As we head into the Fourth of July weekend, take a look at how three companies handle vacation time—from compressed schedules leading to more time off to luxury digs fit for a wealthy client. And don’t forget the overseas surgery!
These best practices are pulled from the pages of HR Specialist's Compensation & Benefits newsletter.
Longer workday gives 2 weeks off for Solix employees
About half of the 400 employees at the Parsippany, N.J., headquarters of outsourcing firm Solix don’t report for work for two weeks around the December holidays—but the other half do.
Members of a work group that specializes in business processes for schools and libraries mirrors the schedule of its clients, which typically are closed for the holidays.
But they work 40 hours a week the rest of the year, while colleagues in other work groups take off after 37.5 hours.
The four-year-old arrangement works for the firm’s clients, which asked Solix to make its auditors more available during crunch times. The company’s solution was to add hours to their regular workweek and to give them the holiday time off.
“Those customers are not available to contact during those weeks,” notes Lisa Tubbs, director of corporate communications for Solix.
Contact: Lisa Tubbs at (973) 581-5290.
Employees use luxury condos for $200 a week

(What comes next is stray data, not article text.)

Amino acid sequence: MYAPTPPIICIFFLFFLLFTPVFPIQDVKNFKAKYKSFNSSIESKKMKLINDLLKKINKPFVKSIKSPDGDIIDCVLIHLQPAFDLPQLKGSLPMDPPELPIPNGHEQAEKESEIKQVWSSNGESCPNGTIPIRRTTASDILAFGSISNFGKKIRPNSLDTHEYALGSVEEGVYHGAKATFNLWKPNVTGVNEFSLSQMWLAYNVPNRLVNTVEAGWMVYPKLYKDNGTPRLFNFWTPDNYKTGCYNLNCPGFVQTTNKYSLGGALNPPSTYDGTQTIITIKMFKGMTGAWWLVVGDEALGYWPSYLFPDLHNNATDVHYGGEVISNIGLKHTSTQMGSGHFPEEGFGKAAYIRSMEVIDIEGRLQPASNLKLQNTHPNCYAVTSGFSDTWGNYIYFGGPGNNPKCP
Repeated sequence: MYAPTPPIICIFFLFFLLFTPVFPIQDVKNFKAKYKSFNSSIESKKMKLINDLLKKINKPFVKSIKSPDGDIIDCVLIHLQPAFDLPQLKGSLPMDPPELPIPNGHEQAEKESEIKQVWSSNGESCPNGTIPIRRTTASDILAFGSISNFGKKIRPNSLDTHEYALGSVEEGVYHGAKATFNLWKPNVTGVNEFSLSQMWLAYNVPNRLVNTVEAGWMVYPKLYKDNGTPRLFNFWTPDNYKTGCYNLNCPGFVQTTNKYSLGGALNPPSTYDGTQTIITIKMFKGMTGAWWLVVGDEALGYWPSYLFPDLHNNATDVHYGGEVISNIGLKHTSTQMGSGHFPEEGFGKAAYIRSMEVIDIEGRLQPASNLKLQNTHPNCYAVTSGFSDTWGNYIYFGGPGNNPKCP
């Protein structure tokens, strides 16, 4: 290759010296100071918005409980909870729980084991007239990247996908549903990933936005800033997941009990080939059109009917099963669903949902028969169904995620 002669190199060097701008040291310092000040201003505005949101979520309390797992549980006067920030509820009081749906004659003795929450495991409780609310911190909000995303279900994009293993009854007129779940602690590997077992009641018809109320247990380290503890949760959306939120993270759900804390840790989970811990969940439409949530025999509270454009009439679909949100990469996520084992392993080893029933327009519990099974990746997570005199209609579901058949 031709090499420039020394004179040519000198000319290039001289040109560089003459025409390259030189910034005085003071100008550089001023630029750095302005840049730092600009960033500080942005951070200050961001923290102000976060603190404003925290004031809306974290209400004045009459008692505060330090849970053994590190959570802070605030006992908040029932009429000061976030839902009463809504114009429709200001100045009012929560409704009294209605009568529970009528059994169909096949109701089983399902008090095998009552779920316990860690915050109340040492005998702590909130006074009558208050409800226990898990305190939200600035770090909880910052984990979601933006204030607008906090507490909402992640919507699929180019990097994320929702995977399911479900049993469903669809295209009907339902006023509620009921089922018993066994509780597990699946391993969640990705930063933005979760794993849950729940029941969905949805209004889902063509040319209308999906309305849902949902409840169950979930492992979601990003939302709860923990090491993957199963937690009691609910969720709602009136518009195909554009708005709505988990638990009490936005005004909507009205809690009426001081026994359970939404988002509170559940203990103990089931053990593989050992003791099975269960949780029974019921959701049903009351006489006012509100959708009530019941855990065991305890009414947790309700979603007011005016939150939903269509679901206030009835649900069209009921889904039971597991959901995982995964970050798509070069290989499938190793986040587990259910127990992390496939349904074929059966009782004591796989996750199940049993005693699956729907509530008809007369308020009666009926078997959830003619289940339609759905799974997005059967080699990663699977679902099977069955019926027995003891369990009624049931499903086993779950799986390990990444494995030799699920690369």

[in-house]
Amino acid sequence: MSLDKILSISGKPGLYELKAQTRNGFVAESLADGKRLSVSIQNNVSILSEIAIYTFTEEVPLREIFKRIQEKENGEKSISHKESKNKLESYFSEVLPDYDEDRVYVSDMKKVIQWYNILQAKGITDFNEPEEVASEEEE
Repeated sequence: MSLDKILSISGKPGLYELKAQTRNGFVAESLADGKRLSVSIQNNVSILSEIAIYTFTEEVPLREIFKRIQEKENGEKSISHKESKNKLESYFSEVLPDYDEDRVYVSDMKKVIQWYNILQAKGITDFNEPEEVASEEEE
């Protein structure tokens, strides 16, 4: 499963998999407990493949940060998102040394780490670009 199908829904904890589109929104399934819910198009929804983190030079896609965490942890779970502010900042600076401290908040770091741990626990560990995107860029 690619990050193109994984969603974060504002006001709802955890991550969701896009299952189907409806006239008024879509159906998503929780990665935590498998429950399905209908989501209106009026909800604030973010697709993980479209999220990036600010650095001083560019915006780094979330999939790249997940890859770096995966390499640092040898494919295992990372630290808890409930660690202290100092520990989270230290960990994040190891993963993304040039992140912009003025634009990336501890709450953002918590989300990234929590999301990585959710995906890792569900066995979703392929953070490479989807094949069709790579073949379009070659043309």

Employees of Sundance Vacations get to vacation where their customers do.
The Wilkes-Barre, Pa.-based organization owns condominium units in Hawaii, Orlando, Phoenix and other sunny spots around the United States and the Caribbean. As long as a unit is unrented, any employee can use it—for $200 a week. That’s the typical nightly rate customers pay.
More than half the firm’s 600 employees take advantage of the perk each year, often during the spring and fall when customer demand for the condos isn’t high, says CEO Tina Dowd. The company releases the unbooked units to employees six weeks in advance of the availability date.
Employees aren’t the only ones who like the benefit, says Dowd. “This award helps us even with our customers,” she says. “They have this confidence that if we’re doing the right thing by our employees, we’ll do the right thing by our customers.”
Contact: Tina Dowd at firstname.lastname@example.org.
Georgia firm adds 'medical tourism' to benefits
Employees of IDMI Systems in Warner Robins, Ga., who are willing to travel out of the United States for medical procedures could pay 80% less than they would if they had surgery at home.
The firm, which develops automation software for the insurance industry, has added an international medical travel option to its employee health plan.
Employees and dependents covered by the company’s self-funded health plan can visit any of 29 hospitals and four dental clinics around the world—most with U.S. board-certified physicians on staff—for care through a network run by Companion Global Healthcare.
IDMI’s riskdirector, Bill Ford, calls the benefit “medical tourism” and says the organization saves thousands of dollars in medical costs when an employee is treated at a hospital in the overseas network, while the employee saves on out-of-pocket costs through preferred pricing.
Some U.S. employers in the network waive deductibles and co-pays for employees who travel for their procedures, and a few pay travel expenses.
Companion President David Boucher notes that traveling overseas for surgery is not right for everyone and not appropriate for all medical procedures.
Contact: David Boucher at (800) 906-7065.
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